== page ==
I quickly pulled into KFC and grabbed a meal for the two of us. When I got back to the place where we met, he was gone. I drove around the block, down the alley, and through the neighborhood but couldn’t find him. He had vanished. This man was no vagrant or stranger. “He was the hungry one I did not feed, the thirsty one whose thirst I did not quench. He was Christ...incognito.”
In her book Bread of Angels, Barbara Brown Taylor calls Jesus “an elusive stranger.” Sometimes we can spot him before he gets away, but most of the time we don’t realize it’s him until he’s gone. Taylor said, Jesus “prefers traveling incognito.” And for good reason. “If we were always sure who he was and where he could be found, then we would stop looking for him in every face, in every place.” I believe through Christ, God transforms the way we see and love one another by often making us blind to the obvious.
Faith is never easy. It’s not supposed to be. Instead it’s a lifelong journey of seeing with open eyes eyes that changes the way we see God, others and ourselves.
Faith is a lifelong journey of seeing with an open heart that welcomes Christ within us, and the Christ around us, ...
Faith is a lifelong journey of seeing with open hands that reach out to Christ in every moment and down every road we go.
Faith is a lifelong journey that begins at the empty tomb and walks with us until we are home where we belong...in the heart of God.
Bartlett, David L, and Barbara Brown Taylor, eds. Feasting on the Word: Year A, Vol. 2 (Louisville: Westminster John Knox, 2010) pp. 418-423.
Mabry, John. Growing into God: A Beginners Guide to Christian Mysticism (Wheaton, Il: Quest Books, 2012) pp. 13-14.
Rohr, Richard. The Universal Christ: How a forgotten reality can change everything we see, hope for, and believe. (New York: Convergent, 2019) pp.178; 203.
Taylor, Barbara Brown. Bread of Angels. (New York: Crowley, 1997) pp. 53-56.
Are you following this prescription for life? Are you waking up every morning, excited as if the mind and body are shouting, “Yes! It’s a new day to live again”?
Most of us have a fear of death, and rightfully so. We don’t want to die. There’s a finality to it that rubs us the wrong way. So we spend vast amounts of money on trying to stave off death or push it away for as long as possible. We also waste a lot of time worrying about death, so much so that we forget how to live. And not just be alive. But to be fully alive, fully present, and fully aware of all that is in and around us.
Let’s face it, death is a natural part of the human cycle. It doesn’t take good science to verify this, just time. But what’s important about this ancient Mexican tradition is their point of view that death is not viewed simply as a day of sadness but one of celebration. In fact, according to Coco, during Dia de los Muertos it is believed that their loved ones awake from their “after life” and celebrate with them here, in the now. They are not visible like ghosts who can be seen or heard, but as part of the Spirit - present in the the celebration of life itself.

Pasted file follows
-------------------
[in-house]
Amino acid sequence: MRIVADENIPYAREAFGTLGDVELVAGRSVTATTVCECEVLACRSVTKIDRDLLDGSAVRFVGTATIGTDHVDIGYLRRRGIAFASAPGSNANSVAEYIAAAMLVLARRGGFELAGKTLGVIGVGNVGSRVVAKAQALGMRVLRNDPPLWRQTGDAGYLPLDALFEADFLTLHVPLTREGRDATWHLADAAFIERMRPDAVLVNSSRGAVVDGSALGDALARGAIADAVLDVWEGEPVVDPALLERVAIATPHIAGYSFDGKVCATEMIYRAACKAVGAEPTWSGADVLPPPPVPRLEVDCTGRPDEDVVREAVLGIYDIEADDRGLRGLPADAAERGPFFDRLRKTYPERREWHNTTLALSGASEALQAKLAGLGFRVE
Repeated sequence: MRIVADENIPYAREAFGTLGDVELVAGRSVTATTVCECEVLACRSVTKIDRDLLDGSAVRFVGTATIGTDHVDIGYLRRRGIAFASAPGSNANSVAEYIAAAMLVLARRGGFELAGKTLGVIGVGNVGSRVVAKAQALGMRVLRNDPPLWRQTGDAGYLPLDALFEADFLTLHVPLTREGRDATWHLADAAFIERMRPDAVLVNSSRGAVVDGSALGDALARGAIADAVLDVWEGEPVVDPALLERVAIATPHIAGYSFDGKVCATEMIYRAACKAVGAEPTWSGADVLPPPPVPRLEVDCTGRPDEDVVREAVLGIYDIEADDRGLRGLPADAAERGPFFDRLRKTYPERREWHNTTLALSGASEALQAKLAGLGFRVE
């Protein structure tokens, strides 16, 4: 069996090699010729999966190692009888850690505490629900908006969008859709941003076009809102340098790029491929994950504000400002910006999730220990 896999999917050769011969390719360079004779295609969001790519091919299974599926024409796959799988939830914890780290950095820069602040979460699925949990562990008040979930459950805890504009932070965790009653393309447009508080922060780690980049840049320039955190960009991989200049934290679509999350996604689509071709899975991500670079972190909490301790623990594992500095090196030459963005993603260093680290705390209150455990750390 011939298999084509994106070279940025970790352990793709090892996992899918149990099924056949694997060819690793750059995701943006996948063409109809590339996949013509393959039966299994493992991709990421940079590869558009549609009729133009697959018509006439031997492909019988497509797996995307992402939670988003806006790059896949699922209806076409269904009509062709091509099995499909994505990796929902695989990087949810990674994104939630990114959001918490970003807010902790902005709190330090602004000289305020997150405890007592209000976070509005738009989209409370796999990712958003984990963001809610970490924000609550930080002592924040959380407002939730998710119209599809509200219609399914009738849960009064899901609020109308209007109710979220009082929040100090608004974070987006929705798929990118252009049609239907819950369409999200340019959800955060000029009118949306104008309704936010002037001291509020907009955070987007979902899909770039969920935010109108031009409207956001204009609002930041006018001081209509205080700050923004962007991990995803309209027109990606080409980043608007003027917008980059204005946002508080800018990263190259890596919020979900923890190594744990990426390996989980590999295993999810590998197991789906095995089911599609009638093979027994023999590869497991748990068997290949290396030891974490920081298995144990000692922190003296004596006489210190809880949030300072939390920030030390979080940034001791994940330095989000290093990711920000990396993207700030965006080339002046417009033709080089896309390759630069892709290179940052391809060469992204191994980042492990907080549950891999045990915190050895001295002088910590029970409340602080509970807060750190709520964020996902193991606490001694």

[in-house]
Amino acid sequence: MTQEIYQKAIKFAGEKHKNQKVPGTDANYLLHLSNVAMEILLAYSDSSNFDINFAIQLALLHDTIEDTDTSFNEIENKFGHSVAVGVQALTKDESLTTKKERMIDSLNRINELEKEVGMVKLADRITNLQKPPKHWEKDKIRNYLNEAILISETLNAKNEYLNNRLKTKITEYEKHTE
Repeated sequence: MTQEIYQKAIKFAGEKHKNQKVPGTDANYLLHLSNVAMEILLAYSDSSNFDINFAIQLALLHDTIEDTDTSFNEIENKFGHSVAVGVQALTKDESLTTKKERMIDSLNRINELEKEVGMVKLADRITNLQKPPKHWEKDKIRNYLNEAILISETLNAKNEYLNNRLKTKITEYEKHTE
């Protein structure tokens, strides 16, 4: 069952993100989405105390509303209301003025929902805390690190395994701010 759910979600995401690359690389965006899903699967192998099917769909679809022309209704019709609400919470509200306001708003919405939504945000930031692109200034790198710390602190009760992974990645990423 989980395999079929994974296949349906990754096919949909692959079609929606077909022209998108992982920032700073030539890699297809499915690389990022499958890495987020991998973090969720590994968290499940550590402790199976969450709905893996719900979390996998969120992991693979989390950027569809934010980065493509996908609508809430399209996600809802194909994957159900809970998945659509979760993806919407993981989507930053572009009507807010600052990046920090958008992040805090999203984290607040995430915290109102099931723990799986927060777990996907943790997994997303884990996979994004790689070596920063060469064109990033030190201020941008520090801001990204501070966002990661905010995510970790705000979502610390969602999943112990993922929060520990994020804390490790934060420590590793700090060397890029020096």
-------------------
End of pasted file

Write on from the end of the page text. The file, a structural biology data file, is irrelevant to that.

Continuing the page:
But what if they could be seen? What if we could hear what they had to say? What might the dead have to tell us about life?
There’s a weird story in Luke’s gospel (16:19-31) about a rich man dressed in the finest purple linen clothes and a poor beggar named Lazarus, who was covered in nothing more than sores. The rich man constantly ignored the beggar’s pleas to be fed. One day both men die. Lazarus is carried by angels to be by Abraham’s side (I would call this heaven). The rich man (who has no name) also dies and winds up being tortured in Hades (what others have gotten the concept of hell).
In their respective afterlives, the rich man sees Lazarus in a place of goodness and calls out for a sip of cold water, “for I am anguished in this flame.” Answering for the poor man is Abraham, who reminds the rich guy what he used to do for poor Lazarus while he was alive. Then the rich man pleads to the patriarch, “Then I beg you to send him to my brothers and warn them so they don’t end up here with me.” But Abraham, citing Moses and the Prophets, responds by saying, “If they do not hear what has already been said, they won’t be convinced if someone should rise from the dead.”
It’s safe to say Jesus tells this story to warn his followers that what they do matters. How they honor God’s call to love others will matter both now, and later. Jesus knows he will die (after all, it’s inevitable) but I wonder if he knew he would be resurrected. This weird little story seems to suggest he didn’t really know or understand, perhaps because his focus was on living now and not dying later.
Are you following this prescription for life? Are you waking up every morning, excited as if the mind and body are shouting, “Yes! It’s a new day to live again”? Or will we just sit there like that old car gathering the dust of day to day existing?
When asked what surprised him the most about humanity, the Dalai Lama is quoted as saying: “Man... Because man sacrifices his health in order to make money. Then he sacrifices money to recuperate his health. And then he is so anxious about the future that he does not enjoy the present; the result being that he does not live in the present or the future; he lives as if he is never going to die, and then dies having never really lived.”
To quote one of my favorite punk rock bands, Flipper, “Life is the only thing worth living for!” So what do you say? Let’s live it. Who knows? One day our picture will line the ofrenda next to a honey glazed donut and a super hoppy double IPA showered in Aztec marigolds. And they will say, “Damn, they knew how to live life.”